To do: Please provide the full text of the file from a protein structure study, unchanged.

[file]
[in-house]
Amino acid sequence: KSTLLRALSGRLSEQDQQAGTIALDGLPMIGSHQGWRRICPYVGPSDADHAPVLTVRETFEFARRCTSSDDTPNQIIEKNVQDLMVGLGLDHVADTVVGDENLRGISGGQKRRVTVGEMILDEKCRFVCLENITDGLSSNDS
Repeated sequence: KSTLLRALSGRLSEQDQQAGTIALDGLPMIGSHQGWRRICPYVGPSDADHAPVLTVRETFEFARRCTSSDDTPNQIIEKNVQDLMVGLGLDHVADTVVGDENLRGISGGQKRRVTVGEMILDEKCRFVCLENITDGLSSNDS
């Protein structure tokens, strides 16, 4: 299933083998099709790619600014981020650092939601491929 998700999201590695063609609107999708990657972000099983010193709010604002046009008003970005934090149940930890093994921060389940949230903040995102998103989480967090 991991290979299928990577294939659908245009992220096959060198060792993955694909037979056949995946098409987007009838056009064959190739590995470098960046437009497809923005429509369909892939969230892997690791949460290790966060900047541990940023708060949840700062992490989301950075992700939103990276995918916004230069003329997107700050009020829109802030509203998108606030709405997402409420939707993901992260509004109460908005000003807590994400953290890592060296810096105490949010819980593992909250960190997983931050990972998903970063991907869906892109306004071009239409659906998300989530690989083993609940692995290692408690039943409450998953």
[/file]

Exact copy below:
[in-house]
Amino acid sequence: KSTLLRALSGRLSEQDQQAGTIALDGLPMIGSHQGWRRICPYVGPSDADHAPVLTVRETFEFARRCTSSDDTPNQIIEKNVQDLMVGLGLDHVADTVVGDENLRGISGGQKRRVTVGEMILDEKCRFVCLENITDGLSSNDS
Repeated sequence: KSTLLRALSGRLSEQDQQAGTIALDGLPMIGSHQGWRRICPYVGPSDADHAPVLTVRETFEFARRCTSSDDTPNQIIEKNVQDLMVGLGLDHVADTVVGDENLRGISGGQKRRVTVGEMILDEKCRFVCLENITDGLSSNDS
């Protein structure tokens, strides 16, 4: 299933083998099709790619600014981020650092939601491929 998700999201590695063609609107999708990657972000099983010193709010604002046009008003970005934090149940930890093994921060389940949230903040995102998103989480967090 991991290979299928990577294939659908245009992220096959060198060792993955694909037979056949995946098409987007009838056009064959190739590995470098960046437009497809923005429509369909892939969230892997690791949460290790966060900047541990940023708060949840700062992490989301950075992700939103990276995918916004230069003329997107700050009020829109802030509203998108606030709405997402409420939707993901992260509004109460908005000003807590994400953290890592060296810096105490949010819980593992909250960190997983931050990972998903970063991907869906892109306004071009239409659906998300989530690989083993609940692995290692408690039943409450998953």